This ruling is far from the first occurrence of the Supreme Court's elitism, detachment, cluelessness about how average Americans live, and lack of concern about the degree of humiliation to which we are subjected by government officials. In their decision in Kentucky v. King, for instance—a ruling that completely undermines the Fourth Amendment requirement of a warrant before entering someone's home—the Court held that police officers can forcibly enter a person's home, without a warrant and for nonviolent offenses, based only on the mere suspicion that the occupant may possess an illegal substance (most likely marijuana). Now with its decision in Florence v. County of Burlington, the Court has driven another stake through the heart of the Fourth Amendment, the constitutional guarantee that people should be free from unreasonable search and seizure by government agents.

This ruling also further reinforces the idea that we are all to be treated as suspects. A forcible strip search upon arrest inverts the presumption of innocence into the presumption of guilt. Before even being allowed to call a lawyer, the arrestee is faced with the dehumanizing treatment of a strip search, a security measure traditionally reserved for those suspected of a serious crime or already proven guilty.

Doubtless this ruling will pave the way for even greater abuses to be meted out on the populace by the total security state. Now that these blanket strip searches no longer have to be restricted to hardened criminals and suspected murderers, it won't be long before folks arrested for innocuous offenses such as jaywalking or kids who start a food fight at school find themselves forced to strip naked and spread eagle. What's to stop the police from strip-searching children accused of minor offenses such as schoolyard scuffles? It's not so far fetched as one might think. Baltimore police have come under fire for arresting and handcuffing three 9- year-old girls and an 8-year-old boy, a scenario which, under this ruling, could have resulted in a strip search of young children.

The Supreme Court's ruling in Florence is also an affront to international law and universal human rights, which the United States purports to uphold. According to Article 5 of the UN Declaration of Human Rights, "No one shall be subjected to torture or to cruel, inhuman or degrading treatment or punishment." Yet there is nothing more degrading or inhuman than forcibly strip-searching a person arrested for a minor crime. Just ask Albert Florence who described the experience of being strip searched as "humiliating. It made me feel less than a man."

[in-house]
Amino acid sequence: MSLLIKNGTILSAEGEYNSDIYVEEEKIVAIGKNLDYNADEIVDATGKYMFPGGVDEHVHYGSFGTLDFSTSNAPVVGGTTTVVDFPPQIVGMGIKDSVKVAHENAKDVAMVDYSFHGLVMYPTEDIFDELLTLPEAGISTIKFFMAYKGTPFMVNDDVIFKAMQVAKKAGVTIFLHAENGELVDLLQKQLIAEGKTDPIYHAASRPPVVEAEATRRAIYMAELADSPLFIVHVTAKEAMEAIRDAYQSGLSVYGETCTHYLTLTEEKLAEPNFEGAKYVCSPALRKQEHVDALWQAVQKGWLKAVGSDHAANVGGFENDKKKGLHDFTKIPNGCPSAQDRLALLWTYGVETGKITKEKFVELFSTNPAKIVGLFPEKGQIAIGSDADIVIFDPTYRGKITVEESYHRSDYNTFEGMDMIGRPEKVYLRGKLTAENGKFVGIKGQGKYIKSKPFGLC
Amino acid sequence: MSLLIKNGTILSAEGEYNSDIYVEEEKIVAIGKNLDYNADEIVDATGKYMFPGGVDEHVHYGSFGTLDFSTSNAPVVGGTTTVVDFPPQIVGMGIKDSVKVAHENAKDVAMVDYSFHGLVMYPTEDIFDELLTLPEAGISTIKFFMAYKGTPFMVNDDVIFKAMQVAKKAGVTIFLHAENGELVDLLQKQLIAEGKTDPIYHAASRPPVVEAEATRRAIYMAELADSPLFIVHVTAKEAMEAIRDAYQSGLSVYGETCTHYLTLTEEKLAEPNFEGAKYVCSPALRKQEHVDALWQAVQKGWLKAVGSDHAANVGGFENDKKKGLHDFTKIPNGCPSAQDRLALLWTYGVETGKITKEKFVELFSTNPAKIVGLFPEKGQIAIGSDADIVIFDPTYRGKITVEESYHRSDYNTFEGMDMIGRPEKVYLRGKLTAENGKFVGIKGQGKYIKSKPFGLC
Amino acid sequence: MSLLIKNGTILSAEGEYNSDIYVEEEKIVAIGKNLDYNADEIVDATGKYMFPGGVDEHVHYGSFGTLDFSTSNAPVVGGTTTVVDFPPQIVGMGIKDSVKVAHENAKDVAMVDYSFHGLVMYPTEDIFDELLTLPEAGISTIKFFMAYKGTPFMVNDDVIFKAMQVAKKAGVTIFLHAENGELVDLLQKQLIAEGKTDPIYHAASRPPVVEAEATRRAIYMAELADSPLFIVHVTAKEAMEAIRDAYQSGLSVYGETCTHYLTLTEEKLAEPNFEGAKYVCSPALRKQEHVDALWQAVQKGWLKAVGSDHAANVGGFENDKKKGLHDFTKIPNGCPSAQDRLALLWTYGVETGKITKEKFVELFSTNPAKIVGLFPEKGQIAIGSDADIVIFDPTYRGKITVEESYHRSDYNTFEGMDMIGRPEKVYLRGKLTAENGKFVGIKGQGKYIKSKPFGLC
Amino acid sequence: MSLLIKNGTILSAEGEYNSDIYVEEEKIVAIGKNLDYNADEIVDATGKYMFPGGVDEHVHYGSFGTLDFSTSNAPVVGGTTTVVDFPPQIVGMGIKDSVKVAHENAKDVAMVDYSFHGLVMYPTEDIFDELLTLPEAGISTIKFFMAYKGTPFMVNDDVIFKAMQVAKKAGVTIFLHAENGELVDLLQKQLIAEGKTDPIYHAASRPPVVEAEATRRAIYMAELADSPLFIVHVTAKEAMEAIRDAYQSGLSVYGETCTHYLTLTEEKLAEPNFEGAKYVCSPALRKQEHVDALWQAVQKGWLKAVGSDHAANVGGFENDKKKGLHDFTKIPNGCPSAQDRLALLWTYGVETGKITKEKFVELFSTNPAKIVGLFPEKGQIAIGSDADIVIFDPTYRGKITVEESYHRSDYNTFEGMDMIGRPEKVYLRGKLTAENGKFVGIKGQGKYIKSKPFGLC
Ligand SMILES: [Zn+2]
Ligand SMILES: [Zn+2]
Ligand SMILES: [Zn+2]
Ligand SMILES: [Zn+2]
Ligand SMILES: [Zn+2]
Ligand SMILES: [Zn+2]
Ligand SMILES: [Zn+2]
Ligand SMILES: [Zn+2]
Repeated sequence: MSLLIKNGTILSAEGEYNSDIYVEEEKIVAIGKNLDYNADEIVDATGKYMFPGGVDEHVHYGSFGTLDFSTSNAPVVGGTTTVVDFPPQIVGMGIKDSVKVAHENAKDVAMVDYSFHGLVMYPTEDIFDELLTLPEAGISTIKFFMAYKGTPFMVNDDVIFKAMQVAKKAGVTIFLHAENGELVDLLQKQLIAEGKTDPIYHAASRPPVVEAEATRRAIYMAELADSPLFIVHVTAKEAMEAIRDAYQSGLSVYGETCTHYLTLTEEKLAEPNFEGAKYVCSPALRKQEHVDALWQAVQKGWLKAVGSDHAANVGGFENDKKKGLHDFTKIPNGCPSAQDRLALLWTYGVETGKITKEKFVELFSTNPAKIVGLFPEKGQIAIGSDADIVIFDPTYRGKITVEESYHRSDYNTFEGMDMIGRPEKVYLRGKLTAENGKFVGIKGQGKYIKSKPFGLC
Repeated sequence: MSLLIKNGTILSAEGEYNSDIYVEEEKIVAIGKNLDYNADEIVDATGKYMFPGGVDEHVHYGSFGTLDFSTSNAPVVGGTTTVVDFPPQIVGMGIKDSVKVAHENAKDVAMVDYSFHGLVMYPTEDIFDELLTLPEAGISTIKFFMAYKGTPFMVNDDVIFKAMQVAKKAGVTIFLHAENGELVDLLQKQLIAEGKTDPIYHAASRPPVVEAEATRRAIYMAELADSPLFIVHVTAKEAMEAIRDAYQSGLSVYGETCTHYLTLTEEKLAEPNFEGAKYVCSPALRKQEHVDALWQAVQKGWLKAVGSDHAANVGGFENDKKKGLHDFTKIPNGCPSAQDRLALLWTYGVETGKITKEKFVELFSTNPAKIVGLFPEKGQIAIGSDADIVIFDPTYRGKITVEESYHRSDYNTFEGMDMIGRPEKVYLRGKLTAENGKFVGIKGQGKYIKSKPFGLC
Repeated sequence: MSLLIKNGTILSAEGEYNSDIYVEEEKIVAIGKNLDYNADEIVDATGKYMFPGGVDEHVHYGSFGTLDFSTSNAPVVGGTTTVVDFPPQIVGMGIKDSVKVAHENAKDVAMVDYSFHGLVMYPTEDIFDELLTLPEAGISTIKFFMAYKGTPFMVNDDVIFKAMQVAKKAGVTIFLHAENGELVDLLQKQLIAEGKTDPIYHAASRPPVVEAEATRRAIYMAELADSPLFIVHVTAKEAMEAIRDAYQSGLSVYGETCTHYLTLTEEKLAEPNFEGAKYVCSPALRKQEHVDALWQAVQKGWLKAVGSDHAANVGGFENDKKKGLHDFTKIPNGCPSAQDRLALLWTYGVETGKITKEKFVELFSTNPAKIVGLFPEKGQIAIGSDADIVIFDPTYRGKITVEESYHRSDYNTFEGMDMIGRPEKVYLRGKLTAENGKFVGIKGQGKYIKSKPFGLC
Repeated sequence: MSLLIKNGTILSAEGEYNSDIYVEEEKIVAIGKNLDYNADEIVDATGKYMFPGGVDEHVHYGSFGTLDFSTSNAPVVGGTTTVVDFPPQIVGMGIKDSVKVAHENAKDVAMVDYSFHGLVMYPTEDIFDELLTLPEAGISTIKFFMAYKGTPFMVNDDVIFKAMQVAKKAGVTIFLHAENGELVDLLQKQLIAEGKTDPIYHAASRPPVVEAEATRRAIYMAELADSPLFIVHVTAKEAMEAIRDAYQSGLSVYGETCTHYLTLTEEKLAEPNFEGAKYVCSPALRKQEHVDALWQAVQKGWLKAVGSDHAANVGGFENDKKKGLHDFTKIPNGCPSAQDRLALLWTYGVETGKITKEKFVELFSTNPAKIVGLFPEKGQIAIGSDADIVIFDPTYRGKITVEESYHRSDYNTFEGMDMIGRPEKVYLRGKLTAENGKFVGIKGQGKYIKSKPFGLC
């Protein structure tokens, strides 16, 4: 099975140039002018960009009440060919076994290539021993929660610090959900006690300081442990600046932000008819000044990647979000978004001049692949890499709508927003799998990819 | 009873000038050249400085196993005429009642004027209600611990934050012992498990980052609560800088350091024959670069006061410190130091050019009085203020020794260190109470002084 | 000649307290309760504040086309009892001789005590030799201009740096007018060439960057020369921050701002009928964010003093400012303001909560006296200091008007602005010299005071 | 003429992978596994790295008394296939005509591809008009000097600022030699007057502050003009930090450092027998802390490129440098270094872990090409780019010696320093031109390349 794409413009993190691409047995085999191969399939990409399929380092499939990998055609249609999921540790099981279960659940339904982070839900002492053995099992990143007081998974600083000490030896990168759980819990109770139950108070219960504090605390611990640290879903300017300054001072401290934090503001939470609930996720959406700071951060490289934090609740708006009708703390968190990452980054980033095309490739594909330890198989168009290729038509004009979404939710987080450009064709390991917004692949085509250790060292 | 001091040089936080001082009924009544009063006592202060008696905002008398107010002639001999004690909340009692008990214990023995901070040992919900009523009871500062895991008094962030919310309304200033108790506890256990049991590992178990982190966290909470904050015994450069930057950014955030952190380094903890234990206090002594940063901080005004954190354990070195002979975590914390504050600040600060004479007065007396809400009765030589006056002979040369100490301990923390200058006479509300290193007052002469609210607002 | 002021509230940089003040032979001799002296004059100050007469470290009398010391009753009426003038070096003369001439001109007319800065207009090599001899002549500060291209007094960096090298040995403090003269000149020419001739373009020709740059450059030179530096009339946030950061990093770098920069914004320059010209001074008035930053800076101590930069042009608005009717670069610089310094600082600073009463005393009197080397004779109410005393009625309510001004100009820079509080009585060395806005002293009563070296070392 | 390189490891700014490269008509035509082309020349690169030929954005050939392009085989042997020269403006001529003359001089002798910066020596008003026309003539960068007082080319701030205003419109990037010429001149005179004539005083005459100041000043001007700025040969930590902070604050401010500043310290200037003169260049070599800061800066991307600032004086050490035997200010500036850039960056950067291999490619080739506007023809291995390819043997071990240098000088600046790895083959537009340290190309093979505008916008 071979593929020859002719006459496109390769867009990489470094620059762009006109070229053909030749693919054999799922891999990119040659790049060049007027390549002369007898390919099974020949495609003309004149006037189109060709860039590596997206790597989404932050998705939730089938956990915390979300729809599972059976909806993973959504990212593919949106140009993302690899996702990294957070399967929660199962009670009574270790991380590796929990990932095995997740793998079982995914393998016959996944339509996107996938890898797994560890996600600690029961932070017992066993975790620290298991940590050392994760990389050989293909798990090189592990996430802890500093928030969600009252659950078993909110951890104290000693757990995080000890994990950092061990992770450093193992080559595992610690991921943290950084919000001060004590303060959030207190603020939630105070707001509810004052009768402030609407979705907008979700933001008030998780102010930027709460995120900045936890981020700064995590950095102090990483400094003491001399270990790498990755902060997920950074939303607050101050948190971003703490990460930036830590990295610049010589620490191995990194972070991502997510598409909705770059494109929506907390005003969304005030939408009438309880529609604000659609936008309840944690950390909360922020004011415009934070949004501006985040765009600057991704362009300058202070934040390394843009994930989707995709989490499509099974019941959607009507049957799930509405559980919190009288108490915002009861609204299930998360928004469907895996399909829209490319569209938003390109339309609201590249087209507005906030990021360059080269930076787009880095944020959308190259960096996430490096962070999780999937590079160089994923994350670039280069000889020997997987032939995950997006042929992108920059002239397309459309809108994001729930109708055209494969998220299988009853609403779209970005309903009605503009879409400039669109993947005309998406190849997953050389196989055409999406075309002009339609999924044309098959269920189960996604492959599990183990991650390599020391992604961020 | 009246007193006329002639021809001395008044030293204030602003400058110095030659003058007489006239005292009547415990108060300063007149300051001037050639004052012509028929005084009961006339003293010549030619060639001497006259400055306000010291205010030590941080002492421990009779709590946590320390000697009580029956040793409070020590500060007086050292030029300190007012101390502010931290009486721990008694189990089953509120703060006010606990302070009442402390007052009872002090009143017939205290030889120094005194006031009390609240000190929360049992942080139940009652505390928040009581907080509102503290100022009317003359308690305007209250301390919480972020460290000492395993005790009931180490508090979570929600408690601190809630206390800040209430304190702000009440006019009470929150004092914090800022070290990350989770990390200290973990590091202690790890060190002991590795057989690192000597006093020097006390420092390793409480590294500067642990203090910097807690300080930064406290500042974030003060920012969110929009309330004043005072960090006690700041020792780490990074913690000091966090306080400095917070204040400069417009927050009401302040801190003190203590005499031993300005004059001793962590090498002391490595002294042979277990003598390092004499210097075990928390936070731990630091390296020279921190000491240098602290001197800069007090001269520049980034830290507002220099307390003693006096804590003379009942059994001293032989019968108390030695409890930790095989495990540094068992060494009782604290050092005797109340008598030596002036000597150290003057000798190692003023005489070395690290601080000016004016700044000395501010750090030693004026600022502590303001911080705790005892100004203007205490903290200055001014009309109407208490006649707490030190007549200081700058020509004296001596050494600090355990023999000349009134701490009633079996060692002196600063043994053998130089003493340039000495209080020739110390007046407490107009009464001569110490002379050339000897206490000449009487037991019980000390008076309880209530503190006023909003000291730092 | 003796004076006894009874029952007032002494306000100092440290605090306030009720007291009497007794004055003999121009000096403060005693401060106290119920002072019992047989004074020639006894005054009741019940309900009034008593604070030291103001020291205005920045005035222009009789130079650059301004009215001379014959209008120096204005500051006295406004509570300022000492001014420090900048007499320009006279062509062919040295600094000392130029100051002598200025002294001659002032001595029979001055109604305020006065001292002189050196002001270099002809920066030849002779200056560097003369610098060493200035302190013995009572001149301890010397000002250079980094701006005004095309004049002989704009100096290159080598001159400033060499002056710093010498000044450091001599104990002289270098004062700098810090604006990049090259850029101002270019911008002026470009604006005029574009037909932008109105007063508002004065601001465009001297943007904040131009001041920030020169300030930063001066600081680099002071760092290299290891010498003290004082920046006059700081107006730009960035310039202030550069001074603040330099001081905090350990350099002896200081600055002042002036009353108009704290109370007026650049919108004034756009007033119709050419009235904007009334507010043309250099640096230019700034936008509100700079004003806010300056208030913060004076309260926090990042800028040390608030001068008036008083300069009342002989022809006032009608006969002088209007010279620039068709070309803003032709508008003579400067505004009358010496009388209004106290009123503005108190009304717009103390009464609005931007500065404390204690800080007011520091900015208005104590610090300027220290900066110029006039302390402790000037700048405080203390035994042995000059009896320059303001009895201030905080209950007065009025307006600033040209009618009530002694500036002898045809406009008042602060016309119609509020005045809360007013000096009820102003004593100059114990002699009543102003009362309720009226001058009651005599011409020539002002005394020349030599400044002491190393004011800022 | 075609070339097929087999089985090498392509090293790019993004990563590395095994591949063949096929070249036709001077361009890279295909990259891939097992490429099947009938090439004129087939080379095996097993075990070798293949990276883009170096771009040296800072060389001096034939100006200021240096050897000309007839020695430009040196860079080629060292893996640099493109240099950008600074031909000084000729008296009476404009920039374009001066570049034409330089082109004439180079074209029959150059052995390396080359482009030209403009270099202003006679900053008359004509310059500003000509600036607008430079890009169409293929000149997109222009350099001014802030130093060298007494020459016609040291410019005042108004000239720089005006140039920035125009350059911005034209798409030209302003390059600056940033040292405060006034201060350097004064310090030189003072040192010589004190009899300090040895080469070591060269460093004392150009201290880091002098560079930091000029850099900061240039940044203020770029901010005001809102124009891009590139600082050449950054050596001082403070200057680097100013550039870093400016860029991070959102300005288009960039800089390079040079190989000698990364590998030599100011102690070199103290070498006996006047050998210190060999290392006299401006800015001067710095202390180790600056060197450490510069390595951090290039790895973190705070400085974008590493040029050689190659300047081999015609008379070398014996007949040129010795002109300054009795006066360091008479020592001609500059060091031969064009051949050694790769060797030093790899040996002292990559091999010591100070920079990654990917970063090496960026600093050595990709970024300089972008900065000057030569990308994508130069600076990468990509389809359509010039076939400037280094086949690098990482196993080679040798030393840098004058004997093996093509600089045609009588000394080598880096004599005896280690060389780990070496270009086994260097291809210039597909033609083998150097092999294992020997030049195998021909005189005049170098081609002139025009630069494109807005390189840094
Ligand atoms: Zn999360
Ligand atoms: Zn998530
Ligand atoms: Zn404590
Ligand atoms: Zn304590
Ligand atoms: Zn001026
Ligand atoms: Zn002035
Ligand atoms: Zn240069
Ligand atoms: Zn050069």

Despite giving the green light to these blanket strip searches in the name of safety and security, the Supreme Court has in the past recognized that strip searches are traumatic. In 2009, the Court ruled that school officials' strip search of a 13-yearold girl was an unconstitutional violation of her rights. Unfortunately, despite the fact that police and jail officials are not trained in matters of constitutional law, let alone matters involving human dignity and bodily integrity, the justices deferred to the judgment of police and jail officials in Florence. Yet having essentially gifted jailers with carte blanche authority to strip search individuals at will, the Court may find it has opened a proverbial can of worms.

Although most Americans are very compliant, many will not readily submit to these strip searches—especially not if they are innocent of any serious criminal wrongdoing. It's unlikely that a woman arrested for not seat belting her child or paying a traffic ticket on time will placidly disrobe and spread her body parts. And what will happen when she refuses? Will she be forcibly stripped of her clothes? Will she be subjected to an enhanced patdown and virtual strip search, akin to what the TSA has been meting out to passengers? Will she find herself facing even more onerous charges carrying even great penalties, such as those levied against individuals found to have resisted arrest?

In light of the fact that approximately 13 million people are introduced to American jails in any given year, we may soon see millions of people needlessly strip-searched over minor offenses such as unpaid traffic fines. What remains to be seen is whether this license to strip-search will become the next weapon of compliance to be used against those who question the power of the state. For the moment, however, thanks to the Supreme Court, visually invasive strip searches will at least be the hallmark of jailhouses across the United States.